Of course, managers like George Graham, Alex Ferguson and Walter Smith do have a point. Because we have no debate, British team spirit is the best in the world. The Dutch seldom manage to take their best players to the World Cup; Klinsmann aside, the German players hate each other, and the whole country knows it; and even in Russia, four players missed the World Cup this summer because of a row with the manager. No one ever refuses to play for England, and we never have any nasty dressing-room rows, not over tactics, anyway.
Yet that may be a problem. Ruud Gullit walked out of the Dutch camp before the World Cup. He didn't like the trendy young Ajax players who sang on the team bus and declined to treat him with the respect he deserved, and he secretly feared that he wouldn't get a place in the team, which would have been unbearably humiliating. But the main reason why he walked out is that he disagreed with Dick Advocaat, the manager, over tactics. Gullit wanted Holland to play quite defensively, partly because he is a realist, but partly also because he wanted space up front to roam, the way he did at Sampdoria last year. To be at his best, Gullit had to play the way he wanted to.
Contrast this with Chris Waddle and John Barnes at the World Cup of 1990. While in Italy, they complained lucidly to Pete Davies that Bobby Robson would not let them leave their positions. They felt shackled. They told Davies exactly how they wanted to play. But of course they did not tell Robson, and they only told Davies because he was writing a book that would appear months after the World Cup, when Robson would be managing PSV Eindhoven. Perhaps this helps explain why Barnes and Waddle have had mediocre England careers.
Yet in shutting up, they were merely being sensible. "I've got a reputation of having my own opinion, and they don't like that in Great Britain," said Hans Gillhaus, the Dutch striker, after four years at Aberdeen. "As a footballer there you're just a number and you do what the boss says. That's what you call the manager: 'Boss'. At half-time or after the match, it was customary for the manager to swear for a while at a couple of players. Most players accepted it. The Dutch boys would go against it, and there'd be a row."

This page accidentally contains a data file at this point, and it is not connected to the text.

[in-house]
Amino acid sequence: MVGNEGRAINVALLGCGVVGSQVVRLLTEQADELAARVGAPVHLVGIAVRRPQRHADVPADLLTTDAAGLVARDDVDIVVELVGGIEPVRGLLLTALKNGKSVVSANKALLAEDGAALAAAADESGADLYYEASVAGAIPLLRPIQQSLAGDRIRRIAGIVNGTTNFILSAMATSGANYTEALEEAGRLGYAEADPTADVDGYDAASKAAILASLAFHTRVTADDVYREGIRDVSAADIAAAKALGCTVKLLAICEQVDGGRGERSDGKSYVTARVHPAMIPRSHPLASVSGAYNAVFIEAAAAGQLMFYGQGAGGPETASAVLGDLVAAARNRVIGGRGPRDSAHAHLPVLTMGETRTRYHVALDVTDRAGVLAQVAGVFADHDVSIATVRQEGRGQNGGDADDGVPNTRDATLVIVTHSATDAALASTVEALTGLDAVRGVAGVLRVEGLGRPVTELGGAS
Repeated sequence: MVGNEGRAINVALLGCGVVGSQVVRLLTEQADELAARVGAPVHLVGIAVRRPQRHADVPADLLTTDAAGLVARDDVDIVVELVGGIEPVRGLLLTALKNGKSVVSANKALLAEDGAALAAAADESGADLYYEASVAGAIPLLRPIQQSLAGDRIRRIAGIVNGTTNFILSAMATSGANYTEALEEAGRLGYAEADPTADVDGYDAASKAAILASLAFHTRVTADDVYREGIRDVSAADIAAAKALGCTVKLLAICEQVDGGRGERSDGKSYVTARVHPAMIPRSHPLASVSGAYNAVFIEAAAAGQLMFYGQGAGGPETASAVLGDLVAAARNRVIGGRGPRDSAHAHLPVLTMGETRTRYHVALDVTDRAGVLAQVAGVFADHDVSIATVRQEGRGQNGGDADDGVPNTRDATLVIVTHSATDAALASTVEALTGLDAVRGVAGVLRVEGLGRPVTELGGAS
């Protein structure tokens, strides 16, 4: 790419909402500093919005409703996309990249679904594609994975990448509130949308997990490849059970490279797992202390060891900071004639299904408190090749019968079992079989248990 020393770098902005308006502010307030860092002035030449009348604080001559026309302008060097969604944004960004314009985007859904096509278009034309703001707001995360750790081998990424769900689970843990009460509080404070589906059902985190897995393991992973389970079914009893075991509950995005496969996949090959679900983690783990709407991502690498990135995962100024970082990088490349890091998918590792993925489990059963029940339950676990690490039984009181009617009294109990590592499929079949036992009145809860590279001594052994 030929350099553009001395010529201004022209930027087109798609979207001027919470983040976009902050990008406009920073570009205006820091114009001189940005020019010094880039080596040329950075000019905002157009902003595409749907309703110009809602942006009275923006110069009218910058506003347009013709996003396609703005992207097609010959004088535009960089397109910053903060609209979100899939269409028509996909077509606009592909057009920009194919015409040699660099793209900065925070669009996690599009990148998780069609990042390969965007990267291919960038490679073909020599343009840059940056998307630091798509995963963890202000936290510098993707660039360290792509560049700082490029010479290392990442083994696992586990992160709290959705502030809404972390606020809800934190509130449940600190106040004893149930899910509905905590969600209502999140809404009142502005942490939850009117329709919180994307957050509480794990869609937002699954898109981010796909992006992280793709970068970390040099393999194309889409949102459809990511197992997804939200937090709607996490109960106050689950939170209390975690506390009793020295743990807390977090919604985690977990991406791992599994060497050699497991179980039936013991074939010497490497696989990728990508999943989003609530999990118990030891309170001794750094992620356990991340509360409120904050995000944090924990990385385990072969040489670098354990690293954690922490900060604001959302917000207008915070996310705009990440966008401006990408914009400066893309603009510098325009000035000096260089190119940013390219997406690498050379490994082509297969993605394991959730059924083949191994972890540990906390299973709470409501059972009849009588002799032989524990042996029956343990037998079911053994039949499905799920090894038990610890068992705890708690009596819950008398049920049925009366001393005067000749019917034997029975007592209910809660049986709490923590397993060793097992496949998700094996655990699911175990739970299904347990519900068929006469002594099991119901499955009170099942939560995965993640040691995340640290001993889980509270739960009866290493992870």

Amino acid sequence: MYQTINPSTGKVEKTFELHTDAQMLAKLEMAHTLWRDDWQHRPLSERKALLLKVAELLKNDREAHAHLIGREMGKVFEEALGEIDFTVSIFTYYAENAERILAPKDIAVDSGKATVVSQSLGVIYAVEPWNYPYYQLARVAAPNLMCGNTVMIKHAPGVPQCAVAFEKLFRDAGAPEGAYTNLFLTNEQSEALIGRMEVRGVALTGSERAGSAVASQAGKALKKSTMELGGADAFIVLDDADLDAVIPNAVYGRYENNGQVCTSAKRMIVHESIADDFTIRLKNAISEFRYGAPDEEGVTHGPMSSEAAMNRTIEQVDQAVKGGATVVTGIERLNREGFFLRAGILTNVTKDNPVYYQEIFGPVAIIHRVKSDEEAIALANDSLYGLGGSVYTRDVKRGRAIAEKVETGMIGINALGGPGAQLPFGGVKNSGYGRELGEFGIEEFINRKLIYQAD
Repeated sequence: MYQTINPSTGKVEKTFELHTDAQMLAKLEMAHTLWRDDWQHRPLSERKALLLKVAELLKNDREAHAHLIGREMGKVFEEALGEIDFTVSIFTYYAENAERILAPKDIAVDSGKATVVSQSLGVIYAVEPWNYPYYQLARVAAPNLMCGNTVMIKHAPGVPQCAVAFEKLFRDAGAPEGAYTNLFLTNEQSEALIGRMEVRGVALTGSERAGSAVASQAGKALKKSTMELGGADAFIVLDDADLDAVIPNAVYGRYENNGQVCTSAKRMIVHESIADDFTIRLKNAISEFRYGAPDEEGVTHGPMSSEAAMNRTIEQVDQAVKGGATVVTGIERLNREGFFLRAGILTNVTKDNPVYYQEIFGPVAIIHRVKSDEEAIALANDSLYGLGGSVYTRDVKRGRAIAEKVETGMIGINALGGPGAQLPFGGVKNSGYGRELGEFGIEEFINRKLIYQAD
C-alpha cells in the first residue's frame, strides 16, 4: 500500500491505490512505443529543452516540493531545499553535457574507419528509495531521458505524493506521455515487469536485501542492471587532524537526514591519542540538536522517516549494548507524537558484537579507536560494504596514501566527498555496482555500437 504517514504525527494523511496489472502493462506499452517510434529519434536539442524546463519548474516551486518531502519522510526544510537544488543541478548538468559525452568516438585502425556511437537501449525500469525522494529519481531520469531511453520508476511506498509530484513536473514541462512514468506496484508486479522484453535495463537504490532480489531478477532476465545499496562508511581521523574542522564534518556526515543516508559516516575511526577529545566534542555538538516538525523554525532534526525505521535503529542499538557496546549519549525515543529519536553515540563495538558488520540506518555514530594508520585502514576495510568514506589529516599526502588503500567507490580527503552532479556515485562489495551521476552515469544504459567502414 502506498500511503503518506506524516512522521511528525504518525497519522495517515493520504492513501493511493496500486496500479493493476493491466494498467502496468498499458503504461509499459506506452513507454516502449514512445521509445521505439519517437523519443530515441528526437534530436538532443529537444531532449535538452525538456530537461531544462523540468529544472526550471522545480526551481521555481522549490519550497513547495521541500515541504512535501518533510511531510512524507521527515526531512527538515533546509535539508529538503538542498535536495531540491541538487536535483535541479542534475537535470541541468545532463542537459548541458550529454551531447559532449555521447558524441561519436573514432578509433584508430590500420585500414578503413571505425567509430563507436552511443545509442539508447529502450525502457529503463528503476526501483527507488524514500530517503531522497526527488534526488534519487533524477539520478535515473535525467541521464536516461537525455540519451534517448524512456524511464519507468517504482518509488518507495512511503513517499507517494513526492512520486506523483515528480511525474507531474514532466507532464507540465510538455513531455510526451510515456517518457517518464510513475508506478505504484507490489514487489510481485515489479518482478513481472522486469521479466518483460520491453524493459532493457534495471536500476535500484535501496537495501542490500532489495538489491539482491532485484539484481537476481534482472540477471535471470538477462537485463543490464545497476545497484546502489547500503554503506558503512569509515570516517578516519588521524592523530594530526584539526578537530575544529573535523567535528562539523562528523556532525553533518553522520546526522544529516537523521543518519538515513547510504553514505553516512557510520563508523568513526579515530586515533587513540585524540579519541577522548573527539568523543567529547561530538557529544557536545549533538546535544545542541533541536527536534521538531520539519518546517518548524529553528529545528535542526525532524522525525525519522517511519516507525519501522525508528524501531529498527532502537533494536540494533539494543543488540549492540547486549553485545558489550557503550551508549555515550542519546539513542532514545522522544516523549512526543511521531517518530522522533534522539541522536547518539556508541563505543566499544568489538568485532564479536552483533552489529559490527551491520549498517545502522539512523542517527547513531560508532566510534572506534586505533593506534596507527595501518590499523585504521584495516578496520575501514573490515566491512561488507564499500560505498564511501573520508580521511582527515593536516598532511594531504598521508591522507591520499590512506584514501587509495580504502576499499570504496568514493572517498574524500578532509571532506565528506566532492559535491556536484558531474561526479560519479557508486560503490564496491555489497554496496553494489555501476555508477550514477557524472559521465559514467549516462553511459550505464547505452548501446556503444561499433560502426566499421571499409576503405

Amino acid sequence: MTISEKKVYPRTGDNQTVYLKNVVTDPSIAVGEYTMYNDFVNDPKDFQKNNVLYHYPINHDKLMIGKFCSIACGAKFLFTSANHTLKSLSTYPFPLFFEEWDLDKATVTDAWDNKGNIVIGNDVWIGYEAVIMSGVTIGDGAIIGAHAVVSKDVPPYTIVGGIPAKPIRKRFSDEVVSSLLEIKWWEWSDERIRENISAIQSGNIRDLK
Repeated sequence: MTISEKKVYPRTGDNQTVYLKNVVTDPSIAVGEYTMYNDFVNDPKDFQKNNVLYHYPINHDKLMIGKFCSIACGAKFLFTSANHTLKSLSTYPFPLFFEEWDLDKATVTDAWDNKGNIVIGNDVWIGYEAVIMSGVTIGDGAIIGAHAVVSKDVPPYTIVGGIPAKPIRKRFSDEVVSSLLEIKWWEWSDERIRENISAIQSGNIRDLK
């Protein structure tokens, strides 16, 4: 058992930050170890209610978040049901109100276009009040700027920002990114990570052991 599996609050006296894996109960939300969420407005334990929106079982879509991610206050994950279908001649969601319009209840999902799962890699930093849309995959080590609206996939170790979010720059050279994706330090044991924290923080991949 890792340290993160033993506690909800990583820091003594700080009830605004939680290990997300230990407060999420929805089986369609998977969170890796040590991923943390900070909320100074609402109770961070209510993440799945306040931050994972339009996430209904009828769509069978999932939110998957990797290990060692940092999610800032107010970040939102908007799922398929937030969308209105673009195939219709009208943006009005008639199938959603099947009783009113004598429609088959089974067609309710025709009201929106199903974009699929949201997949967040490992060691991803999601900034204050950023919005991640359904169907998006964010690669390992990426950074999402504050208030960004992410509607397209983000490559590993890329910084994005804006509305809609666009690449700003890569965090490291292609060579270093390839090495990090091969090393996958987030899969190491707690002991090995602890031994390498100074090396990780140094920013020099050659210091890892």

It's quite hard to think if you're not allowed to talk. If your tactics are quite complex – as they are at Ajax, or at Milan – it helps if you can discuss them. Arrigo Sacchi, as manager of Milan, reported that his three Dutchmen had given him "new ideas and views", and said that it was largely thanks to them that "a new style was introduced that diverged from the traditional Italian mode of thought and style of play." (Later, Van Basten decided that Milan needed an even newer mode of thought, and Sacchi had to go.) At Genoa, one manager tried to make the team play total football like Ajax, and failed. The club's resident Dutchman, John van't Schip, commented: "To play the Ajax system you have to understand it, and especially talk about it a lot."
As long as English players have to shut up, our game is unlikely to become very sophisticated. Nor will we have many playmakers. Ryan Giggs should soon be the best player in Britain. When he is, it would make sense for him to be running the United game, as Matthäus does for Germany or Gullit did for Holland, or even as Cantona does for United. Unfortunately, as long as Giggs is treated like a child he'll probably stay a winger, dependent on lesser players to give him the ball.
One day the Berlin Wall will fall again, and players will talk. Then there'll be no more John Motson interviews, no more ghostwritten autobiographies with titles like The World to Play For, no more books called Gazza!, and no more managers' programme notes. Every footballer will be Eamon Dunphy, and England will win so many World Cups that everyone will start supporting Germany. Simon Kuper